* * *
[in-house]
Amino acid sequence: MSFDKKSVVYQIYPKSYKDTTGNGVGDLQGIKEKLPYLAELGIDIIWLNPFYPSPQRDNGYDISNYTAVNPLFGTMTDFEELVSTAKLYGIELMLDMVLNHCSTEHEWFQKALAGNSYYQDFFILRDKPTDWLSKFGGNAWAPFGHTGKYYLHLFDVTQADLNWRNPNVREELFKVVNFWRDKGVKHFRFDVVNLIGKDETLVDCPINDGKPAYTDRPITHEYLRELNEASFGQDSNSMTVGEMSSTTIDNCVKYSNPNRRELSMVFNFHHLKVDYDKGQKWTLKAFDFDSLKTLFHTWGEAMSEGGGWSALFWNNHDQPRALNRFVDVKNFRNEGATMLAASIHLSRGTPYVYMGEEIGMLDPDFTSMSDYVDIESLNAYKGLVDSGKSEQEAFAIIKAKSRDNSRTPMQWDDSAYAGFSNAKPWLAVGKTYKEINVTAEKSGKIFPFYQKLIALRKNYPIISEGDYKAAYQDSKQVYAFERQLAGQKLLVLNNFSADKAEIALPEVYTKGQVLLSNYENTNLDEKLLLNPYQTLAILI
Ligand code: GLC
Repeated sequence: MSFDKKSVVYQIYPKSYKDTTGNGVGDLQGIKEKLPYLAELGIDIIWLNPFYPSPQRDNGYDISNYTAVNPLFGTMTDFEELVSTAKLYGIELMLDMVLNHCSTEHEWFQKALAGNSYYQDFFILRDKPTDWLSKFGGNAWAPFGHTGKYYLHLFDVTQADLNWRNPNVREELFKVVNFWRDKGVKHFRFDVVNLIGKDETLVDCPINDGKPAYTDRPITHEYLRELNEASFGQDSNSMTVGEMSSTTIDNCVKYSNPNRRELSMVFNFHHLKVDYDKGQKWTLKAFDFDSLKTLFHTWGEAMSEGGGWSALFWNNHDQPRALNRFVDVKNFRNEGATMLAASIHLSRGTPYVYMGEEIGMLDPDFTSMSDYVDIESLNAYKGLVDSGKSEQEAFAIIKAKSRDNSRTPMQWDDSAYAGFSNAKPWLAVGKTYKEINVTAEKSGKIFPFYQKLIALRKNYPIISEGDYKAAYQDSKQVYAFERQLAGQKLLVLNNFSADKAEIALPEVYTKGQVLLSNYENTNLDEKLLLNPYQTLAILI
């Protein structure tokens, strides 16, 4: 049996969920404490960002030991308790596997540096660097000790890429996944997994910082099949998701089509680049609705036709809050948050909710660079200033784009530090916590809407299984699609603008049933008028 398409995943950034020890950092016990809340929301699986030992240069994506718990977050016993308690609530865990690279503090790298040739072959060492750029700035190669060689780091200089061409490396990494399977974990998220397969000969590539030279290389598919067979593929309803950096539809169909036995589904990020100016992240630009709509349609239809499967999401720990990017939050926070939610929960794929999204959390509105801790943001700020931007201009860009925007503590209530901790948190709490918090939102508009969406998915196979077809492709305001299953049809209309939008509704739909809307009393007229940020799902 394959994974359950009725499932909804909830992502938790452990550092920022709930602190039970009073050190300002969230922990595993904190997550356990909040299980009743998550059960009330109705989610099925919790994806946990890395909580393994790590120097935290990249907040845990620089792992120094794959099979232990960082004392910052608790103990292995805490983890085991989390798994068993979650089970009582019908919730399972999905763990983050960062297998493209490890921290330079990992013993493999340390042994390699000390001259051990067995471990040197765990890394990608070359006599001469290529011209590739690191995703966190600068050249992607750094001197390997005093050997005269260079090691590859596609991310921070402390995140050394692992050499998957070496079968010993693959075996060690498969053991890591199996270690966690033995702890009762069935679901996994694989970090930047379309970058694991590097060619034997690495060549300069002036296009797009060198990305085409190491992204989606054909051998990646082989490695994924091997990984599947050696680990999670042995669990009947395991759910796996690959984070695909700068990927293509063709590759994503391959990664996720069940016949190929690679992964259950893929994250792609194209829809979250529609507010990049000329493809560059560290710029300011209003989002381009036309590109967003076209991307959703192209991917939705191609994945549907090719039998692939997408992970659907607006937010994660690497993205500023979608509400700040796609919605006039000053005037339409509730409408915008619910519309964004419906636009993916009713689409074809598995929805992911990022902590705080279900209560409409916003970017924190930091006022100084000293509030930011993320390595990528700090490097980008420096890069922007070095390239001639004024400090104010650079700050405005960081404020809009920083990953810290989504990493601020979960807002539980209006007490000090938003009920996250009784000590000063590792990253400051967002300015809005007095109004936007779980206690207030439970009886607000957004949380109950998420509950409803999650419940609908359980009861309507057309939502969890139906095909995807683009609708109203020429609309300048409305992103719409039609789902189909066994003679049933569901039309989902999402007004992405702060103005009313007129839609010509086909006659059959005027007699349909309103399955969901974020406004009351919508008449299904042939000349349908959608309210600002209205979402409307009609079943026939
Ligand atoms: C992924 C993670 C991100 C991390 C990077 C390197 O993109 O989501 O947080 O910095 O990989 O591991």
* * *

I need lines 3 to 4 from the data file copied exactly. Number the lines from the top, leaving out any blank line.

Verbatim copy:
Ligand code: GLC
Repeated sequence: MSFDKKSVVYQIYPKSYKDTTGNGVGDLQGIKEKLPYLAELGIDIIWLNPFYPSPQRDNGYDISNYTAVNPLFGTMTDFEELVSTAKLYGIELMLDMVLNHCSTEHEWFQKALAGNSYYQDFFILRDKPTDWLSKFGGNAWAPFGHTGKYYLHLFDVTQADLNWRNPNVREELFKVVNFWRDKGVKHFRFDVVNLIGKDETLVDCPINDGKPAYTDRPITHEYLRELNEASFGQDSNSMTVGEMSSTTIDNCVKYSNPNRRELSMVFNFHHLKVDYDKGQKWTLKAFDFDSLKTLFHTWGEAMSEGGGWSALFWNNHDQPRALNRFVDVKNFRNEGATMLAASIHLSRGTPYVYMGEEIGMLDPDFTSMSDYVDIESLNAYKGLVDSGKSEQEAFAIIKAKSRDNSRTPMQWDDSAYAGFSNAKPWLAVGKTYKEINVTAEKSGKIFPFYQKLIALRKNYPIISEGDYKAAYQDSKQVYAFERQLAGQKLLVLNNFSADKAEIALPEVYTKGQVLLSNYENTNLDEKLLLNPYQTLAILI